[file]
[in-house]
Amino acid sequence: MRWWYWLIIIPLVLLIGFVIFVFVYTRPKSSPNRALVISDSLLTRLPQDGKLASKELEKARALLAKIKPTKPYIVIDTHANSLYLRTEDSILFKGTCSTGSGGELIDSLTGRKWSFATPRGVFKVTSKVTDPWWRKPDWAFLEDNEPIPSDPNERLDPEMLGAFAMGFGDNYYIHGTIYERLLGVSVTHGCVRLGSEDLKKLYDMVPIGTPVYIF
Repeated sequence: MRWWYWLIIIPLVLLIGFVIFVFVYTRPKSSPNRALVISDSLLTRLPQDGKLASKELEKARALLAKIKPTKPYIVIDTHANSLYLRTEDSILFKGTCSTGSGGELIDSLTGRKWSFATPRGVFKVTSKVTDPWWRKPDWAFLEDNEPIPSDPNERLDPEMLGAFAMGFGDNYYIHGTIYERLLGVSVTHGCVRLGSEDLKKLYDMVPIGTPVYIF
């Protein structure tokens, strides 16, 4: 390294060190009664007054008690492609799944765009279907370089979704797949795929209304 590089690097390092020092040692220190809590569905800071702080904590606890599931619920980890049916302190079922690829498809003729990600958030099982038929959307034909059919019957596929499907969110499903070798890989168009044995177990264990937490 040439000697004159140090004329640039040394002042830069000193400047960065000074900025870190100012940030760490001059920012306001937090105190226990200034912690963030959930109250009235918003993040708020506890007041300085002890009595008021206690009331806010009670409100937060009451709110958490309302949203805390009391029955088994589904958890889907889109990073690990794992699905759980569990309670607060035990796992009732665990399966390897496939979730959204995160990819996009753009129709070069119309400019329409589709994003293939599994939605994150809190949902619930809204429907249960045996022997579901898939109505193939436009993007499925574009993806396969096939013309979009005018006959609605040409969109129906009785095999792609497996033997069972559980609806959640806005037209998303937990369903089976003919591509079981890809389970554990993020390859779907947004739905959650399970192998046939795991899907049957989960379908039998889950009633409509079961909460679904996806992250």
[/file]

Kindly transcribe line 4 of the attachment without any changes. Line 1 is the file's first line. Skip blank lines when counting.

């Protein structure tokens, strides 16, 4: 390294060190009664007054008690492609799944765009279907370089979704797949795929209304 590089690097390092020092040692220190809590569905800071702080904590606890599931619920980890049916302190079922690829498809003729990600958030099982038929959307034909059919019957596929499907969110499903070798890989168009044995177990264990937490 040439000697004159140090004329640039040394002042830069000193400047960065000074900025870190100012940030760490001059920012306001937090105190226990200034912690963030959930109250009235918003993040708020506890007041300085002890009595008021206690009331806010009670409100937060009451709110958490309302949203805390009391029955088994589904958890889907889109990073690990794992699905759980569990309670607060035990796992009732665990399966390897496939979730959204995160990819996009753009129709070069119309400019329409589709994003293939599994939605994150809190949902619930809204429907249960045996022997579901898939109505193939436009993007499925574009993806396969096939013309979009005018006959609605040409969109129906009785095999792609497996033997069972559980609806959640806005037209998303937990369903089976003919591509079981890809389970554990993020390859779907947004739905959650399970192998046939795991899907049957989960379908039998889950009633409509079961909460679904996806992250």